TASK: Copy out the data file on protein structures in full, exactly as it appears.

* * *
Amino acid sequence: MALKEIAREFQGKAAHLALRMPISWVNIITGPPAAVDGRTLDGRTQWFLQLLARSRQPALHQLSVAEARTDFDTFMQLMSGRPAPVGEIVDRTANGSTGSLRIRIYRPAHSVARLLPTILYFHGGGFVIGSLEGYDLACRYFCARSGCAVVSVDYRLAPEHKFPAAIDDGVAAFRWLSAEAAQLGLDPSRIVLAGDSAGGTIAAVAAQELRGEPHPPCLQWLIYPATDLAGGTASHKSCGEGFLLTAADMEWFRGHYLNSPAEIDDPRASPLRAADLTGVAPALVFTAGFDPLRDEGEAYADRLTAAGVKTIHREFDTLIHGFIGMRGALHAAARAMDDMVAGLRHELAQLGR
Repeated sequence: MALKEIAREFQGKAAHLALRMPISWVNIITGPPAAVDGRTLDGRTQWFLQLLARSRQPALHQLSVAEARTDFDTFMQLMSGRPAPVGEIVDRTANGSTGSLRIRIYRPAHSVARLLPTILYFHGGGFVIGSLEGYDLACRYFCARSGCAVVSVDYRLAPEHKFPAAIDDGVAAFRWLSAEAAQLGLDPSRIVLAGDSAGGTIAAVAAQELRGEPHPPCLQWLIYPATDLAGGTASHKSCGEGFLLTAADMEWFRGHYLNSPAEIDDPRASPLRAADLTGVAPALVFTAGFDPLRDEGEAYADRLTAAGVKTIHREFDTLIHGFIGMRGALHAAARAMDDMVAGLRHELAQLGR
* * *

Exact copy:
Amino acid sequence: MALKEIAREFQGKAAHLALRMPISWVNIITGPPAAVDGRTLDGRTQWFLQLLARSRQPALHQLSVAEARTDFDTFMQLMSGRPAPVGEIVDRTANGSTGSLRIRIYRPAHSVARLLPTILYFHGGGFVIGSLEGYDLACRYFCARSGCAVVSVDYRLAPEHKFPAAIDDGVAAFRWLSAEAAQLGLDPSRIVLAGDSAGGTIAAVAAQELRGEPHPPCLQWLIYPATDLAGGTASHKSCGEGFLLTAADMEWFRGHYLNSPAEIDDPRASPLRAADLTGVAPALVFTAGFDPLRDEGEAYADRLTAAGVKTIHREFDTLIHGFIGMRGALHAAARAMDDMVAGLRHELAQLGR
Repeated sequence: MALKEIAREFQGKAAHLALRMPISWVNIITGPPAAVDGRTLDGRTQWFLQLLARSRQPALHQLSVAEARTDFDTFMQLMSGRPAPVGEIVDRTANGSTGSLRIRIYRPAHSVARLLPTILYFHGGGFVIGSLEGYDLACRYFCARSGCAVVSVDYRLAPEHKFPAAIDDGVAAFRWLSAEAAQLGLDPSRIVLAGDSAGGTIAAVAAQELRGEPHPPCLQWLIYPATDLAGGTASHKSCGEGFLLTAADMEWFRGHYLNSPAEIDDPRASPLRAADLTGVAPALVFTAGFDPLRDEGEAYADRLTAAGVKTIHREFDTLIHGFIGMRGALHAAARAMDDMVAGLRHELAQLGR